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The High Velocity Clouds

Ben Rosenwasser
January 31, 2014
1 Introduction
The High Velocity Clouds are clouds of neutral hydrogen that do not partake in galactic
dierential rotation. These clouds are observed at anomalous velocities on lines of sight
out of the disk; they are either coming or they are going. Three processes are responsible
for their existence at the interface of the Galactic disk and the intergalactic medium. The
rst is the galactic fountain, which is important to the chemical evolution and composition
of the disk. The last two are tidal streams and low-metallicity accretion, both of which are
integral to the understanding of galaxy evolution and cosmology. This report includes a
discussion of the observational parameters and denitions, followed by a summary of the
historical development of HVC research, and concludes with a discussion of the origins.
2 Observational Parameters
2.1 Kinematics
The main idea of high-velocity clouds is that they do not participate in dierential galac-
tic rotation. Historically, HVCs were classied inconsistently by their velocities relative to
the Local Standard of Rest, v
LSR
1
. Wakker (1991) proposed a new way of identifying the
anomalous velocity gas by using its deviation velocity, which is the dierence between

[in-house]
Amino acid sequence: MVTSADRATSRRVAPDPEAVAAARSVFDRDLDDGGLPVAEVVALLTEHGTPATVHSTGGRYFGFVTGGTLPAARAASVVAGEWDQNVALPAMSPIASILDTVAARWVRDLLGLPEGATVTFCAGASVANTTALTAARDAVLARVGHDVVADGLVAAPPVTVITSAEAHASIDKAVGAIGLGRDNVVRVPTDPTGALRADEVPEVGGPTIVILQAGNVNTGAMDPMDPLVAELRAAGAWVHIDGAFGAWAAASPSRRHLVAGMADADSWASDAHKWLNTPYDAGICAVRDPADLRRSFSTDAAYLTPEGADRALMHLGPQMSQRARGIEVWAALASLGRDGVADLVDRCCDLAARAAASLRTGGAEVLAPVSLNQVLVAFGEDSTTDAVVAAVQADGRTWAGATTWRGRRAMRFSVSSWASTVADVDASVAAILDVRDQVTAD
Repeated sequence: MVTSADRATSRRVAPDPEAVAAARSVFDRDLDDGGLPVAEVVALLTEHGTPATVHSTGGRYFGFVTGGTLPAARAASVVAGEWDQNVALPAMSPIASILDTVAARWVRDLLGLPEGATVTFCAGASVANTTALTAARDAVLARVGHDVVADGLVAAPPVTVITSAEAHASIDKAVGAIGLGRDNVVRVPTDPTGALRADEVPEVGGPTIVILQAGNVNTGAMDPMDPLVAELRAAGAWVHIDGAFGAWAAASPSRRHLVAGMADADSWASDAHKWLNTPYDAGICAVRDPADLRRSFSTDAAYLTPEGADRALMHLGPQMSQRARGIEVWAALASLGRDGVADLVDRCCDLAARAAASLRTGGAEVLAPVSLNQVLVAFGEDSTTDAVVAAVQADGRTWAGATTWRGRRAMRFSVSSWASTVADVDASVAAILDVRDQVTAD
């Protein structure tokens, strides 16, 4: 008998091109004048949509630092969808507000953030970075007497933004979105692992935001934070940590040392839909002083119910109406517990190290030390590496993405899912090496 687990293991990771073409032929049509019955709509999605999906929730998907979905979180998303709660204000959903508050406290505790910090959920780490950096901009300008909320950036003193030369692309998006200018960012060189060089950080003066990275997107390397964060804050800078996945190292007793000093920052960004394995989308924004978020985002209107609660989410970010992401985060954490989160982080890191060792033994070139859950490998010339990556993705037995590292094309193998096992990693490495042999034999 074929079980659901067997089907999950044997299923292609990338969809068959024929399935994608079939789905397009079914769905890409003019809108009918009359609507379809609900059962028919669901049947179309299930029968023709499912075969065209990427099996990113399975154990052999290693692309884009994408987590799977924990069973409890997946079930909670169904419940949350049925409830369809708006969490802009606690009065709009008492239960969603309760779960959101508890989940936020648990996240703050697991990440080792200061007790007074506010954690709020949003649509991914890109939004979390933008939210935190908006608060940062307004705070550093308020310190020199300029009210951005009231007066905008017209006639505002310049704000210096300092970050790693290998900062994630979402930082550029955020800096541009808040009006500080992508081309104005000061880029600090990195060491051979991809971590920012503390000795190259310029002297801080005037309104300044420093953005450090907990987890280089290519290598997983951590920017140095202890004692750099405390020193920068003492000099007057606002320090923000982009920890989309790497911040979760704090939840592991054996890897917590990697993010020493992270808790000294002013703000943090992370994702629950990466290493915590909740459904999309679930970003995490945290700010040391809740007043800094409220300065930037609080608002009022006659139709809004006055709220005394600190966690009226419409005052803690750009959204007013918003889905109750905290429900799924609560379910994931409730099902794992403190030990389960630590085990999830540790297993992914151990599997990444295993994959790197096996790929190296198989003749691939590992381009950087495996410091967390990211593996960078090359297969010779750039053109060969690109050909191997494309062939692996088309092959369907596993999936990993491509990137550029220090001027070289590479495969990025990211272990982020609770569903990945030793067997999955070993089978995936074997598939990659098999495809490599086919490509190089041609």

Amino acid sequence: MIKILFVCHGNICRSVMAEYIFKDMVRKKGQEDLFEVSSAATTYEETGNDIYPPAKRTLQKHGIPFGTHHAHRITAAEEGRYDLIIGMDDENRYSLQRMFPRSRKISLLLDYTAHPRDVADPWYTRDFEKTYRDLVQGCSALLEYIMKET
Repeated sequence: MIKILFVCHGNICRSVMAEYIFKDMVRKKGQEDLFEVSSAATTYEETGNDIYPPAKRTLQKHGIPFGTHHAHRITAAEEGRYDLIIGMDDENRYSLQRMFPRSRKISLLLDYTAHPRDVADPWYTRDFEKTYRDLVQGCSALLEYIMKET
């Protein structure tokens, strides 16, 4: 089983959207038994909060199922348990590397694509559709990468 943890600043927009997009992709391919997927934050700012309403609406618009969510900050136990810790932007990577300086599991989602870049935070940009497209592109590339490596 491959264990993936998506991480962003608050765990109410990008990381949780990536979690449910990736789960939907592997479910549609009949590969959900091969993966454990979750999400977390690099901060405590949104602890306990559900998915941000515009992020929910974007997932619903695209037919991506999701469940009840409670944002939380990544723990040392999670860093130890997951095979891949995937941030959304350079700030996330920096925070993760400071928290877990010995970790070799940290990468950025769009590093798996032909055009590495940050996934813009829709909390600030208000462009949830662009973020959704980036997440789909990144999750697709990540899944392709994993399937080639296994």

its LSR velocity and the maximum velocity allowed by dierential rotation, that is
v
dev
= v
LSR
v
g,min
if v
LSR
< 0
v
dev
= v
LSR
v
g,max
if v
LSR
> 0.
where v
g,min,max
(l, b, d) is the maximum or minimum velocity that dierential rotation can
account for in the specied direction, given by
2
v
g
(l, b, d) =

R
0
R
v(R) v(R
0
)

sin(l)cos(b)
1
where v(R) is the velocity at galactocentric radius R and R
0
is the suns distance from the
galactic center. HVCs are those clouds with |v
dev
| > 90 km s
1
and intermediate velocity
clouds (IVCs) are those with |v
dev
| = 30 90 km s
1
.
1
The image below, from reference 1, is an all sky map of the known HVCs color coded
with by deviation velocity. The clouds at 0

< l < 180

have negative velocities while


clouds at 180

< l < 360

have positive velocities because the LSR is moving towards


l = 90

. A cloud at l = 90

not participating in galactic rotation, or at rest with respect


to it, will have an observed velocity of -220 km s
1
, and this explains the velocity tendencies.
2
2.2 Distance
Direct distance limits are obtained using the absorption-line method
1
. This method
brackets the distance towards an HVC using the detection and non-detection of absorption
features in the spectra of stars toward the cloud
1
. An unambiguous detection sets an
upper limit on the clouds distance. For the case of a non-detection, care is required
to distinguish the non-detection from weak absorption due to too little material or to
a low ionic abundance
1
. This requires a reliable H I column density to the star, from
which a non-detection equivalent width can be predicted
1
. A lower distant limit follows if
EW
predicted
/EW
observed,3
is larger than 3
1
.
2.3 Metallicity
Measuring the content of metal in a cloud requires taking the ratio of the column den-
sity of a heavy element to the hydrogen column density. Certain factors will aect these
measurements and must be accounted for.
2.3.1 Ionization Fraction
In the diuse ISM, an element will be in one preferred ionization state over another deter-